Blame outsized debt if we can’t hit 3 percent growth consistently

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Opinions remain divided about whether government debt constitutes a serious problem. Putting aside the simpler issue of future tax burdens, should we be worried about whether government debt bogs down America’s economy?

Federal Reserve Chairman Jerome Powell said he is “very worried” about the growing amount of U.S. debt. University of Chicago economist Harald Uhlig, meanwhile, recently argued that debt will not be a serious problem as long as the interest rate paid on it does not exceed the economy’s growth rate.

{mosads}Separately, an ongoing discussion continues about whether the U.S. growth rate, which has averaged around 2 percent in recent years, can ever return to its earlier rate of 3 percent.

Our recent research looks at both issues and shows that excessive debt does indeed reduce economic growth. This reduction is not just a vague possible problem for the future, but rather a reality we live with today.

In fact, the effect of debt explains the difference between 2 percent and 3 percent growth. U.S. GDP was lower by $175 billion dollars in 2017 because of it. 

It is true that the problem is less severe if economic growth is large relative to debt interest payments. However, debt and growth are not independent from each other. 

Think of it like a bell curve. At first, small increases in debt can add to economic growth by financing productive government investments, such as basic research and infrastructure, which can help the economy. However, there is a threshold at which point further debt increases start to reduce growth.

The United States and other Organization for Economic Cooperation and Development countries are on the wrong side of the line and have already seen the reduction.

Interest rates are one source of major confusion. They’ve remained low relative to their long-run average, causing some analysts to conclude that debt is not a problem. But if the U.S. government were expected to default, rates would rise to compensate bond holders. 

However, slower growth is the more immediate problem, and it has already arrived without an increase in interest rates. Politicians — biased as always toward satisfying today’s voters over shoring up tomorrow’s finances — have come to rely more and more on debt finance and switched government spending away from investments that pay off in the future. They favor entitlements that provide current benefits, particularly related to an aging population.

Discretionary government spending, which includes basic research and infrastructure, has declined dramatically relative to mandatory spending, which is dominated by entitlements such as Social Security, Medicare and Medicaid. Discretionary spending, which was once 70 percent of the budget, has dropped to 30 percent in recent years.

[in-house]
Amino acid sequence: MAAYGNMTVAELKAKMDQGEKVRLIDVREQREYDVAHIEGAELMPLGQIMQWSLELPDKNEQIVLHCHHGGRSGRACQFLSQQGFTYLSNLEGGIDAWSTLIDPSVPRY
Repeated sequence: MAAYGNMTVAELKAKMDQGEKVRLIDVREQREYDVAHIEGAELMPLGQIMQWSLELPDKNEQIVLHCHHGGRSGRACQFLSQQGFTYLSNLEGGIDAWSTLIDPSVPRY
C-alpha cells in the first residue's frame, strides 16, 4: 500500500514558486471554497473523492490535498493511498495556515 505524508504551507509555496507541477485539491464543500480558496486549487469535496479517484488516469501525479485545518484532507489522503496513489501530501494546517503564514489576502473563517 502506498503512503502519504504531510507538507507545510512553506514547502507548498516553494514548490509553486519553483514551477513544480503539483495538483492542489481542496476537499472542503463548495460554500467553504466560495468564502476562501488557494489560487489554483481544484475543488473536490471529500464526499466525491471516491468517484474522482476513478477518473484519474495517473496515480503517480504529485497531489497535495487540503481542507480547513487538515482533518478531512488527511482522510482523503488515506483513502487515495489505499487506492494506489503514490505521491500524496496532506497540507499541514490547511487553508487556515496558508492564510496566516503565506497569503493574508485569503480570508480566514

U.S. fiscal institutions demonstrated order and discipline until about 1968. Debt was relatively stable relative to the size of the economy, increasing during wars and decreasing after wars. However, since 1968, the debt-to-GDP ratio has increased steadily.

The baby boom beginning in 1945 was a critical juncture: Congresses and presidents should have anticipated an increase in Social Security and medical expenditures kicking in about 65 years later, in 2010, and adjusted revenue and benefits accordingly.

Instead, government officials repeatedly refused to act, resulting in a chaotic debt policy that has shackled the American economy.

Other countries have faced debt problems, and many have responded by adopting some form of debt rule. Switzerland adopted a “debt brake” in 2003 that limits spending to expected tax revenue over the business cycle.

Rep. Kevin Brady (R-Texas) has introduced a similar bill, “Maximizing America’s Prosperity Act.” After a debt crisis, Sweden adopted a balanced budget and reform of its national pension program in 1997.

Debt has already reached a level that is slowing the rate of economic growth. Lacking a coherent answer, the United States would benefit from a well-designed debt rule. However, the optimal rule will depend on U.S. institutions, which differ from those of Switzerland or Sweden.

The future is now. The longer the delay, the larger the losses of output per year will be.

Economists Thomas GrennesQingliang Fan and Mehmet Caner are the authors of the recent Mercatus Center study, “New Evidence on Debt as an Obstacle to U.S. Economic Growth.”

Tags Debt-to-GDP ratio Deficit reduction in the United States economy Government debt Kevin Brady National debt of the United States

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